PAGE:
This reluctance to break the taboo on key issues has done nothing but fuel the widespread anxiety concerning the perceived lack of a long-term economic and political vision. The Sultan’s refusal to appoint a prime minister or to lay down the foundations for governance of a post-Qaboos Oman only exacerbated popular anxiety. Direct criticism of the Sultan progressively became more common in the protests. In Salalah, demonstrators openly questioned the ruler’s responsibility in economic mismanagement (“If you didn’t know [the malpractices], it is a disaster; but if you did know, it is an even bigger disaster.”) or threatening him in veiled terms by referring to the Dhofar war. (“The one who forgets the 1970s should think of the grand-children of the free men.”) Activists who were convinced of the ruler’s belief in reform before February 2011 now expressed their deep disillusionment with the regime’s response to the society’s call for help. One teacher explains:
Qaboos is an old man, he is a man who is alone and who does not understand his country anymore. He does not trust anybody, only a close circle of individuals who are the only ones to report to him on the situation in the country […] I am afraid he may squander all he has built and the popular recognition he has accumulated for forty years. I am supporting the nomination of a prime minister or a crown prince as soon as possible, in order for Qaboos to keep his image of "Son of God on Earth" that he has built for himself.
The ruler, who in 2011 fired high profile ministers who had served for so long as political fodder, no longer has anyone to blame in order to pacify protesters and their discontent. He is now in the line of fire, as the jokes about him that currently thrive on Facebook testify. Accounts of harassment by security forces, violations of basic human rights, and denunciations of the existence of a security and police state [dawla al-amn wa-l-bulis] have mushroomed on the Internet and Twitter. Online writers and protesters who openly criticized the ruler’s practices–namely, his proximity to British and US interests and his management of oil rent–were quickly arrested and condemned to jail for lèse-majesté. The regime’s successful, decades long legitimation mechanism, based on the identification of contemporary Oman as a whole to Qaboos, also began to falter and is openly challenged by activists and bloggers who now make a clear distinction between the current regime and the Omani nation. Their criticism of the ruler and his power practices are explicitly made in the name of Oman and their concerns for the future of the country. An activist is not far from considering that the ruler has become the problem more than the solution:
In 2011, we wanted to understand what the cause of our country’s disease is. We wanted to remove the corrupted elite [around the sultan] from the political system and see if this could sort out the problem. We managed to make these elites go… but we have quickly understood that the body was still deeply infected.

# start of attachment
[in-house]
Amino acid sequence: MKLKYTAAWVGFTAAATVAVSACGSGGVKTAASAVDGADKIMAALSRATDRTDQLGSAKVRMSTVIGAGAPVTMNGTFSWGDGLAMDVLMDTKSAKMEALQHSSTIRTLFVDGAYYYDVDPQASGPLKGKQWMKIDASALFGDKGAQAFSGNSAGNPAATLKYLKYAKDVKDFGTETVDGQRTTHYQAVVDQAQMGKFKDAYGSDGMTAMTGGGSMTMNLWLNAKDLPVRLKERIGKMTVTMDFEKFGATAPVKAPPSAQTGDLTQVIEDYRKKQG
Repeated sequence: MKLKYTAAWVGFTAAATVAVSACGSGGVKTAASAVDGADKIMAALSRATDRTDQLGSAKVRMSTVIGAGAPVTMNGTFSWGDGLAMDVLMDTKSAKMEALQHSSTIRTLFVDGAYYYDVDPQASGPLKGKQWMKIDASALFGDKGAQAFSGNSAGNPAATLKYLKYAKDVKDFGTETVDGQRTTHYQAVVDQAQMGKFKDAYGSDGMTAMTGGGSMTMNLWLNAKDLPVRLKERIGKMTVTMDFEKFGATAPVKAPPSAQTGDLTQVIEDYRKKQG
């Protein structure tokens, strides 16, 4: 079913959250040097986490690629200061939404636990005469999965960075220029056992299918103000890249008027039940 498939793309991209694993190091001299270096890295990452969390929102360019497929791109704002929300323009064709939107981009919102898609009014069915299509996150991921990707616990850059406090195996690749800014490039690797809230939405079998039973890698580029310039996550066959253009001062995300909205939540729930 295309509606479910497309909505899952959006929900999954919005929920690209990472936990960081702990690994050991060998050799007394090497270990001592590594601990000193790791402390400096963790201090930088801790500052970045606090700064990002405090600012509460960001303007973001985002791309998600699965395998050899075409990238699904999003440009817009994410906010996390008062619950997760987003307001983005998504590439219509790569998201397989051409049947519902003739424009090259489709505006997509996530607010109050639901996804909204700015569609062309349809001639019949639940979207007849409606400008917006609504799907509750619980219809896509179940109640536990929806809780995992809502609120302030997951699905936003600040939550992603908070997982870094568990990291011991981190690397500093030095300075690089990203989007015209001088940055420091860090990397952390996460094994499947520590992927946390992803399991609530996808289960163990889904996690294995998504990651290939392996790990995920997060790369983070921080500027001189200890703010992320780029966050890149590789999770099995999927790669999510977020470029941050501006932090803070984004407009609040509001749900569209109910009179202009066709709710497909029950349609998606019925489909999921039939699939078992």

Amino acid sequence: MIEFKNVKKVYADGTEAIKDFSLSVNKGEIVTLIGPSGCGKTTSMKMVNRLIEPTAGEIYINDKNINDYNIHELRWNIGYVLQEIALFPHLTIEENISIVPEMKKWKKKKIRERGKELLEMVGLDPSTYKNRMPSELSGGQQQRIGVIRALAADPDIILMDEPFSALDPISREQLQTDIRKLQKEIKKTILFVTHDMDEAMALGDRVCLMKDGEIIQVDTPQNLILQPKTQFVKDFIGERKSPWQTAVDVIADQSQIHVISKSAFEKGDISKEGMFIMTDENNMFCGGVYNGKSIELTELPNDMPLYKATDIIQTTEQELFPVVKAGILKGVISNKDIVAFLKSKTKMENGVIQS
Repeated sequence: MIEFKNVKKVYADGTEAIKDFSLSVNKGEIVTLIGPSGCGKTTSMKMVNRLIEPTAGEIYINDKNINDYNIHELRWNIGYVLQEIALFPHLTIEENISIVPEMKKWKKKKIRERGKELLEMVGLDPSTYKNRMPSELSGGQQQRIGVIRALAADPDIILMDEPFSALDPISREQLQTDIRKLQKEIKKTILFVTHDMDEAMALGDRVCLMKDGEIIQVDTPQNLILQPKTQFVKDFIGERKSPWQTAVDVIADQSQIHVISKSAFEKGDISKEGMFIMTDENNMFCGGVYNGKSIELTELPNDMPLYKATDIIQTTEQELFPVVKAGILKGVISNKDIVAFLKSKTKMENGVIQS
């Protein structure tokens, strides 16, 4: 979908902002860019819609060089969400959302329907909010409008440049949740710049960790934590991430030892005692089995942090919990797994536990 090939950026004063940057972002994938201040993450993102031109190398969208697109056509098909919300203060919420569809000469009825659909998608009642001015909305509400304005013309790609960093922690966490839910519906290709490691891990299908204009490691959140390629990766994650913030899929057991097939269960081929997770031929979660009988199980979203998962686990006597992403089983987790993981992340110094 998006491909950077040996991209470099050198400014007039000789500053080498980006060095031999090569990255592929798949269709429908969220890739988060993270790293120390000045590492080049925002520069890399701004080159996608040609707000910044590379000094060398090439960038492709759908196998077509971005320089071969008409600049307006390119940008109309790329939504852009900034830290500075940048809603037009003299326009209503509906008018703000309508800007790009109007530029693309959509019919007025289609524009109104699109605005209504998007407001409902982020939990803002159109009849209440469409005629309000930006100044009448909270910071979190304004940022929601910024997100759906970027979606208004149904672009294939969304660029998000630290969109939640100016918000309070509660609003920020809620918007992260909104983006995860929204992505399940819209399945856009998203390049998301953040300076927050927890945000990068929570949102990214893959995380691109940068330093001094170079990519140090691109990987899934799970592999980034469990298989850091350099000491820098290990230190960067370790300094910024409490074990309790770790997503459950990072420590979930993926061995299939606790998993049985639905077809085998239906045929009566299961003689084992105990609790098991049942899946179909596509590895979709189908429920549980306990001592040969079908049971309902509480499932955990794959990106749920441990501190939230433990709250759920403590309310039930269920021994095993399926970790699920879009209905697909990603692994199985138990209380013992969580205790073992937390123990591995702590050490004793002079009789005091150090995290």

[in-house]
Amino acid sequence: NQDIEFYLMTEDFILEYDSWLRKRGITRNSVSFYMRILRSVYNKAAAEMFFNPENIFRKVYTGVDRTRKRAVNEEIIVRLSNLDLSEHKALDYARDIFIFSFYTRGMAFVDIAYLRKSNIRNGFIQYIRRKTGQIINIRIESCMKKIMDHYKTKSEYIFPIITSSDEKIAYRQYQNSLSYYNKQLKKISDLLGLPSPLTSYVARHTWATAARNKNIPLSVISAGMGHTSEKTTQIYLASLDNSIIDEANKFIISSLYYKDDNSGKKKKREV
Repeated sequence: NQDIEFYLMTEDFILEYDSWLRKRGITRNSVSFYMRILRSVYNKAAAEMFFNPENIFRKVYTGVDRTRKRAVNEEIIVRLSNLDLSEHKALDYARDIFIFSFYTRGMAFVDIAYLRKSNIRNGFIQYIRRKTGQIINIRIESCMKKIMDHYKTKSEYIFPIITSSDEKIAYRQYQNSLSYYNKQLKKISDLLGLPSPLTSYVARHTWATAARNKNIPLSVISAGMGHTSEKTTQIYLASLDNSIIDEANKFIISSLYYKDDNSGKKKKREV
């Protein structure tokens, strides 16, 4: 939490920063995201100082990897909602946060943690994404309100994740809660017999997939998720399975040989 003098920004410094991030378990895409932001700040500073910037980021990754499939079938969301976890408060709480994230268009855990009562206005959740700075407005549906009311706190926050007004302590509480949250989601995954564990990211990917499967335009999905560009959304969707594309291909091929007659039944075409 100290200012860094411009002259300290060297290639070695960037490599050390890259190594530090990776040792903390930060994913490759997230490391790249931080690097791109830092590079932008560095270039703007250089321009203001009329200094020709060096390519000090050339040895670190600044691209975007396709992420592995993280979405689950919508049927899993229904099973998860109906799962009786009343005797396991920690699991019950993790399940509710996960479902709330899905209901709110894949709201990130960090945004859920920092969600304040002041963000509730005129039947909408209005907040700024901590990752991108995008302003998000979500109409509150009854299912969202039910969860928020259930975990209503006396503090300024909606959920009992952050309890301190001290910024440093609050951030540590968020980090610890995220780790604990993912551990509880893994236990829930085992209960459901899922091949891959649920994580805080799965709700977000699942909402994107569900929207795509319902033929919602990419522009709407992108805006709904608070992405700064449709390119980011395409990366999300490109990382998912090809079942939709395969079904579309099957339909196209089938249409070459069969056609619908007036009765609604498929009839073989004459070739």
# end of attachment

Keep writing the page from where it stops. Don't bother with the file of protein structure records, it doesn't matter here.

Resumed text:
Moreover, graffiti calling for the overthrow of the Sultan have appeared on Sohar walls. The Prosecutor General, appointed by the Sultan’s decree in 2004, has become the most hated dignitary in the regime. His repeated statements in June 2012, worthy of a bygone age, saying that he would take “all appropriate legal actions” against writers and sit-in participants who are said to act “against values and morals of the Omani society” and to “prejudice the national security and public interests,” only confirm the disarray of the authorities in the face of a development that they had failed to anticipate: the ongoing breakdown of the myth of Qaboos’s embodiment of contemporary Oman.
As a consequence of the unwillingness to answer the multiple calls for help from his subjects, Sultan Qaboos has fallen from his symbolic pedestal. The official narrative stressing Omanis’ duty of loyalty towards Baba Qaboos in the name of the nahda ideology is like a broken record that has proved inaudible in a country where eighty-four percent of the population was born after 1970 and seventy percent after 1980. This young Omani civil society is composed of educated males and females who no longer agree to abdicate their right to take part in the political and economic decisions the country is facing, as their parents had done in the name of social welfare or for the requirement of national unity behind the ruler. Many Omanis are now aware that the Sultan will be held accountable for decisions that will impact the post-Qaboos Omani for generations. As one of the Sohar activists summarizes, “Qaboos has become somebody like anybody else, he can make mistakes like anybody else…”
It goes without saying that Qaboos remained, until now, the only candidate for power. However, if anything, the “Omani Spring” has marked the de-sacralization of Sultan Qaboos. This dramatic change in the relationship between the society and its leadership confronts the Qaboos-State with unprecedented questioning and forces the sultan to re-evaluate his legitimation strategies as a whole. This brutal collision with reality for the “Son of God on Earth” definitely marks the beginning of a new chapter in Oman’s history and Oman’s legitimation of authoritarian rule.